The cost of prostitution: The removal of my name from your Facebook friends list is a subtle, but unmistakable sign of our disintegrated friendship. Screamingly obvious is the once everyday texts and calls, to radio silence. Your moral compass is stronger than what I thought this friendship was.
While listening to a friend discuss recent life events over dinner, my mind wandered over our history. We have been close friends for 21 years. During that time, we’ve helped each other grow, shared intimate details of our first sexual experiences, swapped life goals and aspirations.
But for the last few years, a few little white lies feel as though they have caught up with me when she asks “what are you doing for work now?”. I brush this question off with the usual blasé response I give everyone else in my life. Suddenly I feel guilty. This person in front of me is far beyond just everyone else. My cogs turn as I assess the potential damage of revealing my real profession. How will she look at me? What will she say? Will I be disowned, cast out from her life like trash?
Another question exits her mouth, piercing the validity of my cover job, and I break.
Time for the truth…
I cannot omit such a large part of my life anymore, not to her. I test the waters with an industry related topic and cautiously gauge the response. She appears shocked, but curious about this underworld.
I feel my fight or flight instincts kick in. Do I risk this friendship? Shouldn’t a true friend love me no matter what? How strong is this bond between us?
Like a guilty child whose caught out, the words “I’ve got something to tell you” leave my mouth before I fully comprehended what exactly I will say.
“Oh god” is her response, “Do I need to sit down?”. Her demeanour is now serious, and I instantly feel like running. “I’m a hooker” I spit out, my face heats up, and I know I’m a shade of crimson.
In my mind, I was going to use the term escort, as though to validate my work. But at the end of the day, no matter what word I used to describe my profession, it is what it is.
Her silence fills me with dread, her mind seemingly boggling with what I’ve said as she asks me to repeat myself. I begin reassuring her with positive aspects of the industry and how happy I am. Am I divulging this information to make her feel better or to justify it to myself? I end my blabbering with “if you have any questions I’ll answer anything”.
With dinner over, we’re onto dessert, and the interrogation begins. I answer each one honestly, what more do I have to lose? In what feels like my parting statement I say “I understand if you want to disown me, just let me know before you do”. Her reaction is puzzling. “After 21 years you think I’d give up this friendship because of a job?”. A warm rush of relief pours over my entire body, my jaw relaxes, and my hands unclench. The sweet release of telling the truth and not having it backfire.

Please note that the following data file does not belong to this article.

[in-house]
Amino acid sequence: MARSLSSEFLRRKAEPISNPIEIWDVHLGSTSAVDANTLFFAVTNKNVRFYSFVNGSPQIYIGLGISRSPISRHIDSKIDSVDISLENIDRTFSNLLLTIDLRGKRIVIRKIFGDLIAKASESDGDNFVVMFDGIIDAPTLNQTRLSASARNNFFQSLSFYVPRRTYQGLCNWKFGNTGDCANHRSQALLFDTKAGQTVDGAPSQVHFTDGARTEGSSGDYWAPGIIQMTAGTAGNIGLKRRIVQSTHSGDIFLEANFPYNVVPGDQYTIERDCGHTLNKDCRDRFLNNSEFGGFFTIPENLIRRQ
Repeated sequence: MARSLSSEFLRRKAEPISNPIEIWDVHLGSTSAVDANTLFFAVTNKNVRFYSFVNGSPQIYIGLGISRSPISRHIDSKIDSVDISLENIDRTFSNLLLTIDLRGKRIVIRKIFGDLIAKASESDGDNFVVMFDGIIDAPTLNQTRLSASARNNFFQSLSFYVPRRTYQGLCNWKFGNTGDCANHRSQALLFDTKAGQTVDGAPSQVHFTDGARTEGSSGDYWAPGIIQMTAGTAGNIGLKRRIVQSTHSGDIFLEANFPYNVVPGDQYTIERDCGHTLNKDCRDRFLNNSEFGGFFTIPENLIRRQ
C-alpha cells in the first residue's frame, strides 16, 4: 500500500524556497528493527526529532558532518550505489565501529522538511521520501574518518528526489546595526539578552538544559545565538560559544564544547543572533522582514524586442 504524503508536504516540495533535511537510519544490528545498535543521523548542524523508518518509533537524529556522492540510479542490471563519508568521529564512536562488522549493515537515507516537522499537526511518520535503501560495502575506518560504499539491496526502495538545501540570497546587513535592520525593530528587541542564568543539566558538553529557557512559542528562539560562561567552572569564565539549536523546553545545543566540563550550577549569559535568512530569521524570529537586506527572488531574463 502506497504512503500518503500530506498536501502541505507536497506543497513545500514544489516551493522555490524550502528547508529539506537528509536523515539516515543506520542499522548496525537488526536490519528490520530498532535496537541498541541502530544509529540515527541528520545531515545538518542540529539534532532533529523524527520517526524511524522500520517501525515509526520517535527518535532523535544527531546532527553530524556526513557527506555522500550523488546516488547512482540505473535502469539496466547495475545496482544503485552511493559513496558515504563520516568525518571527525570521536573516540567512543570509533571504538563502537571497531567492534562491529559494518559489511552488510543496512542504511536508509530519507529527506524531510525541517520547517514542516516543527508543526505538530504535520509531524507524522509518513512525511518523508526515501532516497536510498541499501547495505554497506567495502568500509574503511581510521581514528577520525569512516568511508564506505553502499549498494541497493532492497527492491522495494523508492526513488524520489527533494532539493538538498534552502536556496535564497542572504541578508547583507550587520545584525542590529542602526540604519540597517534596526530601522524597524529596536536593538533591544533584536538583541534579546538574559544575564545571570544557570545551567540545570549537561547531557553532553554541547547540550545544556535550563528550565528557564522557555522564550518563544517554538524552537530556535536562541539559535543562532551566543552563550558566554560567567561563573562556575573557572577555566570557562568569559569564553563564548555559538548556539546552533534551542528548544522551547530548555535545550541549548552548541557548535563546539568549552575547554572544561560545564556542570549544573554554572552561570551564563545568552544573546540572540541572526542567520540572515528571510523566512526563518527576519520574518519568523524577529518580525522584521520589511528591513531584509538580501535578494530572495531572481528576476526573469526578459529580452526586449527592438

I feel a better person for being able to be so sincere with a friend I love dearly, and even more honoured to have her in my life. I couldn’t have asked for a better response to a subject surrounded by so much stigma and stereotypes that it ruins relationships.
The Facebook deleting person at the beginning of this story happened to a friend of mine. The honesty shared between these two individuals gave the illusion that her friendship was impenetrable. But along comes a truth that is hard to swallow for some. Unlike me, my fellow sex worker did not receive any curious questions, no attempt to understand why prostitution was the chosen career.
The stigma of prostitution cost her friendship, a friendship supposedly based on trust, honesty and understanding.
But wait there is more…
There are undoubtedly more stores, from successful conversations to the inevitable backlash of telling someone who just doesn’t understand, thinks ill of the prostitution and then due to this thinks less of you as a person.
There have been media releases that have discussed reactions of friends, family, and society in general, like that of Samantha X, her account went global helped in part of her already being in the media. Or the three part account by Viktoria Vaar, who after struggling to find ‘coming out’ stories decided to talk about her own journey to tell family and friends.
Also Lola Davina, author of Thriving in Sex Work, has produced a blog post regarding how to ‘come out’ to family and friends about Camming, which may be helpful to some, she does also offer insight into questions to ask yourself that could also be relevant to your situation. Click the link to be taken to her blog called ‘Surviving the Holidays’.
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